This is a really straight forward article listing what an artist needs to start a new website.
Its always preferrable that these media assets are in place before starting a new website project.
However, if you don’t have everything in this list I can either help you myself or point you in the right direction.
So, here is my essential list of what you need to build a new website:
- Domain name
- Web hosting
- Brand colours
- Photograph(s) of yourself
- Original and engaging written text for each web page
- Images of your art
- Contact information including your telephone number and social media URLS
That is the really short list to get you started.
Here is the same list of website assets with a bit more of an explanation:
A domain name is essentially your website’s address on the internet. It’s what people type into their browser to visit your site. Think of it like the street address for your online art gallery or studio. For artists starting a business, having a domain is crucial to establish your unique identity online. It’s how your supporters, customers, or collectors will find and identify you. For example, if your name is Jane Doe and you’re an artist, you might have a domain name like ‘janedoe.com’.
Web hosting is a service that allows your website to be visible to anyone on the internet. It’s like renting a space on a server (a powerful computer), where you store all the files and data that make up your website. When someone types in your domain name (your website’s address), the server ‘serves’ them your website – it sends all the necessary files to their device so they can view your site. For artists starting a business, think of it as a digital gallery where you display your art. Just as you’d need a physical space to showcase your work, you need a ‘hosting’ service to display your art online
A logo is like a signature for your business. It’s a unique design, often a mix of symbols and words, that helps people recognize your brand. As an artist, think of it as your business’s unique ‘face’ that sets you apart from others. It’s not meant to explain everything about your business, but to make you easily identifiable and remembered. So, whether you’re designing a logo yourself or working with someone else, aim for something simple yet memorable that embodies what your business is all about.
Brand colours, in plain English, are simply the colours that you choose to represent your art business. Think of your brand colours like the paint palette for your brand’s personality. More often than not your brand colours come from your logo. These colours will be used consistently across your business, from your logo, to your website, business cards, and even the packaging of your products. They play a key role in how people perceive your art business because certain colours can evoke specific emotions.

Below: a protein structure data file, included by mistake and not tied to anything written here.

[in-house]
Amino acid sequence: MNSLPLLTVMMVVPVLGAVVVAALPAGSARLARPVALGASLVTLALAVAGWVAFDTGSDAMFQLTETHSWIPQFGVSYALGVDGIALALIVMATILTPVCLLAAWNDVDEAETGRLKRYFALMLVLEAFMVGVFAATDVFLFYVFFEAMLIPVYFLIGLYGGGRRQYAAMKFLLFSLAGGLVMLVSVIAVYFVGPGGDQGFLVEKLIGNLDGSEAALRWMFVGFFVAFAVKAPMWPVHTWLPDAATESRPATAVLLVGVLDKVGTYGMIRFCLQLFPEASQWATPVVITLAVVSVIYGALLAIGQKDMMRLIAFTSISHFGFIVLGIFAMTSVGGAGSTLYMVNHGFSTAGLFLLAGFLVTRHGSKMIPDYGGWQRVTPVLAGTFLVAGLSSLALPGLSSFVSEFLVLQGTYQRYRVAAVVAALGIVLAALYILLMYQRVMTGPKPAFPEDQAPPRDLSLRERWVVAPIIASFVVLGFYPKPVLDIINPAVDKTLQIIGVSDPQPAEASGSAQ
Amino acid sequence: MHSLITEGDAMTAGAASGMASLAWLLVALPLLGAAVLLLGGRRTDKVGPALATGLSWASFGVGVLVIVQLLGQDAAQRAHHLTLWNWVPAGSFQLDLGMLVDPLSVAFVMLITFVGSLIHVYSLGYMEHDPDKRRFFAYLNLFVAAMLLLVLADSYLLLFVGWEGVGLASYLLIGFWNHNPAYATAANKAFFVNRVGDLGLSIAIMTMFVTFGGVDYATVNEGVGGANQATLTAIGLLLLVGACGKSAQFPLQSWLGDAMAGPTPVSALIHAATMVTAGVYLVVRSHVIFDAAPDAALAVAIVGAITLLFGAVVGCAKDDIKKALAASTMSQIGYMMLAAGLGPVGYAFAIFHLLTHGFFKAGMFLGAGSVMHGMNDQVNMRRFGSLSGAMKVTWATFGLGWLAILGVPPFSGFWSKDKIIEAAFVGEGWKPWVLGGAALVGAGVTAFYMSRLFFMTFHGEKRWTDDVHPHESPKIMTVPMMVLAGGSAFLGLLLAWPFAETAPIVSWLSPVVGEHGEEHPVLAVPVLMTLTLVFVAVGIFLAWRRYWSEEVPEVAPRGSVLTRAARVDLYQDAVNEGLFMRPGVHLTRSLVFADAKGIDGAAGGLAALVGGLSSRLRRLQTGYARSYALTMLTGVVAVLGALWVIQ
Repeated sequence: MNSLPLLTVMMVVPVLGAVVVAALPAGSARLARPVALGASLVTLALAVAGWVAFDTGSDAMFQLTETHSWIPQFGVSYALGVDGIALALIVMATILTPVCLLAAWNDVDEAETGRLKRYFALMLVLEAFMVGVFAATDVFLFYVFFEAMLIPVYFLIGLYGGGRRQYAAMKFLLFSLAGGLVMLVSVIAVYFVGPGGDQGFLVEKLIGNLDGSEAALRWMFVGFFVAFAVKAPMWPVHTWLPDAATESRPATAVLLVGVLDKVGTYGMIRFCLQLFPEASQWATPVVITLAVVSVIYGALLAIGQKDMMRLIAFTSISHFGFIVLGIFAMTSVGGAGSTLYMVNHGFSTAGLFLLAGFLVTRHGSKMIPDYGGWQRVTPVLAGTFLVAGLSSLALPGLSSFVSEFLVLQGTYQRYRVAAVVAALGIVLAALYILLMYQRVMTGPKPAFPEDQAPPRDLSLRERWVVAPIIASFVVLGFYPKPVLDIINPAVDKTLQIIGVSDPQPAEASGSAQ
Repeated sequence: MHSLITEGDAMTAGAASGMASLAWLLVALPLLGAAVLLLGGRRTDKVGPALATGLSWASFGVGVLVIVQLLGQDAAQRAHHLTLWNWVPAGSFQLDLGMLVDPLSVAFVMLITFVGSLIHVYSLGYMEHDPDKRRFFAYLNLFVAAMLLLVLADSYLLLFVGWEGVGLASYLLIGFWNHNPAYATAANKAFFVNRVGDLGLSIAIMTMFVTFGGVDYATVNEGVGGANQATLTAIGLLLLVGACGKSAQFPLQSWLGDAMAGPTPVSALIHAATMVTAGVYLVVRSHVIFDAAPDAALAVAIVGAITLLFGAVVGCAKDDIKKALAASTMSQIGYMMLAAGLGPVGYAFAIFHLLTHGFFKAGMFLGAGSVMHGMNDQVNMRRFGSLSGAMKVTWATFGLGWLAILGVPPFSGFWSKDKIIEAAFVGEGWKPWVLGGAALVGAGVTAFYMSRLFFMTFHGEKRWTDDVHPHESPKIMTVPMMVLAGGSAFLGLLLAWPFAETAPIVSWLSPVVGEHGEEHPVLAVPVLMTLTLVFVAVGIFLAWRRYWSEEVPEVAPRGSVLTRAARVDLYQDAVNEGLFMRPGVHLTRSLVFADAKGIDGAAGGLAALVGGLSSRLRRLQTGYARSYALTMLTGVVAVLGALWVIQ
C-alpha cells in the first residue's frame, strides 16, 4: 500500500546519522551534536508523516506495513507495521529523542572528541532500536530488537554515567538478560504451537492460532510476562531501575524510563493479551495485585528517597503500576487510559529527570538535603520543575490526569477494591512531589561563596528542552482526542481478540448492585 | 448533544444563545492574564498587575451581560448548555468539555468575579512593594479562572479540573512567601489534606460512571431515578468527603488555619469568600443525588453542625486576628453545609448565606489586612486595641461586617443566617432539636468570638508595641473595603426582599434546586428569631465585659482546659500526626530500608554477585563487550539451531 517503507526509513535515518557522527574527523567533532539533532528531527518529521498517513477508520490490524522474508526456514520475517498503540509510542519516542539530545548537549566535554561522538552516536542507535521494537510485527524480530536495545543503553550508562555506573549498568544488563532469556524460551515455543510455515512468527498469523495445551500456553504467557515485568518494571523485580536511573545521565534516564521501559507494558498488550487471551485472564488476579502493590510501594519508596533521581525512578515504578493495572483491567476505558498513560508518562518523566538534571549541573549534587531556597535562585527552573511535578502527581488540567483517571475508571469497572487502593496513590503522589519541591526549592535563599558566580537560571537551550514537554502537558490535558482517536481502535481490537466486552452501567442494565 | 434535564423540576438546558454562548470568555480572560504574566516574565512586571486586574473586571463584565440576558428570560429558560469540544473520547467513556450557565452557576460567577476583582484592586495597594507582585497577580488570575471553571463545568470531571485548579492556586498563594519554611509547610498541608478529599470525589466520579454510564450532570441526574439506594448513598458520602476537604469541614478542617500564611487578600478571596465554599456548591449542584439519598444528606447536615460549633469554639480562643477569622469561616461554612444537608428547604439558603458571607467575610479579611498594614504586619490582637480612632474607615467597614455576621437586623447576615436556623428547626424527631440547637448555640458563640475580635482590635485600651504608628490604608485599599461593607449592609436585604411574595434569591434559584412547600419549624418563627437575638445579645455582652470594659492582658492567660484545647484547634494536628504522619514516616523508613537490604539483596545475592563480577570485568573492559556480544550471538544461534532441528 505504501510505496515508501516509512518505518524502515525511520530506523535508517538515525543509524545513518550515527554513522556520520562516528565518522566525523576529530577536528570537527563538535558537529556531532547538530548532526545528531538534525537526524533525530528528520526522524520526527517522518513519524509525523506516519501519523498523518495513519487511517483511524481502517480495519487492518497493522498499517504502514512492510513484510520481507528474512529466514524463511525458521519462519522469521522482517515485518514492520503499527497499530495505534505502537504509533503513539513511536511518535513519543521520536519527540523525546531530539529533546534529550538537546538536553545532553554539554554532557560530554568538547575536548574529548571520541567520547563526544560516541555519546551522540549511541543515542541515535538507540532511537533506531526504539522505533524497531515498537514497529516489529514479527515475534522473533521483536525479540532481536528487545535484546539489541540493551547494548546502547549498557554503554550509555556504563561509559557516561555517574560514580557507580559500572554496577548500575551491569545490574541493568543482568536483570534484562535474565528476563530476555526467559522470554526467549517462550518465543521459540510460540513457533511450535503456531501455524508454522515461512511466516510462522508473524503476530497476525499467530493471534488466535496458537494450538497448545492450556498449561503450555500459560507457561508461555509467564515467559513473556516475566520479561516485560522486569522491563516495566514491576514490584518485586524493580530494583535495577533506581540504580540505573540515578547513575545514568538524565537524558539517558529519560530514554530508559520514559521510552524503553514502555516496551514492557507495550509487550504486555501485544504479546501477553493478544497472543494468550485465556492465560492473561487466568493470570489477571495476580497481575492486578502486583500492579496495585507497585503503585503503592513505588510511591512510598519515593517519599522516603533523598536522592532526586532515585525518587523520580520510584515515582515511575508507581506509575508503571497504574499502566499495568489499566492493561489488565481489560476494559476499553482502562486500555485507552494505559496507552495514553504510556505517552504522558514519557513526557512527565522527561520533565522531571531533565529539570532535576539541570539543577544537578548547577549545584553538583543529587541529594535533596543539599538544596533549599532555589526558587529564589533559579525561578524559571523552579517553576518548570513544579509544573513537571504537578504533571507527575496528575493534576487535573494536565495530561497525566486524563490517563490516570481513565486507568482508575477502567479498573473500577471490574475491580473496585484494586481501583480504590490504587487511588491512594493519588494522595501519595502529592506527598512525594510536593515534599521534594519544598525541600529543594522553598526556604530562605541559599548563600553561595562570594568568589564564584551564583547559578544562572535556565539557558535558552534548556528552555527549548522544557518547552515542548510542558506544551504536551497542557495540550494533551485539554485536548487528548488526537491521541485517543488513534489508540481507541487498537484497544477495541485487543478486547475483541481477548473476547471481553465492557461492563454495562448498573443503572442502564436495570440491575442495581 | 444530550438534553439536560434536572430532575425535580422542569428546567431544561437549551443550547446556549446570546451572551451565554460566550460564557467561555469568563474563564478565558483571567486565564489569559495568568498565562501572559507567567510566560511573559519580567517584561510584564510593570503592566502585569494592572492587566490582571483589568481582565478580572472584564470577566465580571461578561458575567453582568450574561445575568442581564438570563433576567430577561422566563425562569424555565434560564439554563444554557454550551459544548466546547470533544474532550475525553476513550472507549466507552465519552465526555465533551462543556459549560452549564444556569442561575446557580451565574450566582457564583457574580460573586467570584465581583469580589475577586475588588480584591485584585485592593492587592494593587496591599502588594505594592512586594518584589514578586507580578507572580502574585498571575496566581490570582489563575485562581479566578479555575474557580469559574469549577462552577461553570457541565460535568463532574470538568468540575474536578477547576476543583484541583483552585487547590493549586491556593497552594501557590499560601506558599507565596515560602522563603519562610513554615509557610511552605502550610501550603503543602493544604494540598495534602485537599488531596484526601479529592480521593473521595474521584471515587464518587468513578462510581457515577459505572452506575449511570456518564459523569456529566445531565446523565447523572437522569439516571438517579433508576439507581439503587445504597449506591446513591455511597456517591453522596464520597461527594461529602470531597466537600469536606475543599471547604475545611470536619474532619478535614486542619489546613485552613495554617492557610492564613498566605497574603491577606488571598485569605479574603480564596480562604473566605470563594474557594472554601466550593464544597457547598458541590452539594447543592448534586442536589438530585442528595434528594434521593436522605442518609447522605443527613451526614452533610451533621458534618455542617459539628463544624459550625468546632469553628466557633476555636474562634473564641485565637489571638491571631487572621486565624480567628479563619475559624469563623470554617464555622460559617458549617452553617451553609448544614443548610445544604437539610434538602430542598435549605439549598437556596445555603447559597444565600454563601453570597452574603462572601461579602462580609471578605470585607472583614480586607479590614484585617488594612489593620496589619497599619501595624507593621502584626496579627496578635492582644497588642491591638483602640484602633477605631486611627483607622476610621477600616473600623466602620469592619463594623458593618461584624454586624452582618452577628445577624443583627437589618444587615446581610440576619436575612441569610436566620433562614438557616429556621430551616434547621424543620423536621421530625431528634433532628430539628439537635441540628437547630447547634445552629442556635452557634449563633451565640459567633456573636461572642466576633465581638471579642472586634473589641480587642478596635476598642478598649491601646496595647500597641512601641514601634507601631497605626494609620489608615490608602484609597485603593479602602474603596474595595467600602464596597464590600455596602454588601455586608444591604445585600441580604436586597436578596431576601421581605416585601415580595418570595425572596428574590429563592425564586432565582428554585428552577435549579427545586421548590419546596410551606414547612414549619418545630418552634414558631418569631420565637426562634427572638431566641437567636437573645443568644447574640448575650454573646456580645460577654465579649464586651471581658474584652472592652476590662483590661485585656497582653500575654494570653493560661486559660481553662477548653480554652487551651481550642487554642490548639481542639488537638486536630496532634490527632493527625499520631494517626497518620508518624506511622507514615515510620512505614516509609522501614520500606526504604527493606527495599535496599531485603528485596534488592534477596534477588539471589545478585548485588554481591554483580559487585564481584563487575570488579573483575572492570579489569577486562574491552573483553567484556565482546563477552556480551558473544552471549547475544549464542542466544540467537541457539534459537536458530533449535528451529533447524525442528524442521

Photographs of yourself
Photographs of the artist on their business website serve as authentic visual content that personalizes their brand and fosters a genuine connection with their audience. They not only reflect the artist’s identity and values but also build trust and relatability, setting them apart from competitors.
Original and Engaging Text
Original and engaging written text on an artist’s business website is vital as it provides a narrative and context to their work, allowing visitors to understand and appreciate it on a deeper level. Furthermore, compelling content can evoke emotions, inspire actions, and build a strong rapport with the audience, thereby enhancing the artist’s online visibility and credibility.
Images of your Art
Images of your artwork are the heart and soul of your business website, as they visually showcase your talent and creative expression. They not only engage visitors aesthetically but also provide a direct testament to your professional credibility. So, let’s make sure your website shines, capturing the essence of your artistry and leaves a lasting impression!
Having your contact details on your website is the digital equivalent of an open door, inviting potential clients to step in and connect. It gives them the opportunity to share their thoughts, enquire about purchases bringing in the human touch in an often impersonal digital world. Moreover, including a phone number provides an instant communication route, fostering a sense of accessibility and personal touch, which can significantly strengthen relationships with potential collectors.
Of course, I could say more about each of these items so if you’d like some individual advice please feel free to book a Zoom meeting with me by tapping on this link https://bookme.wickedspider.com/1-1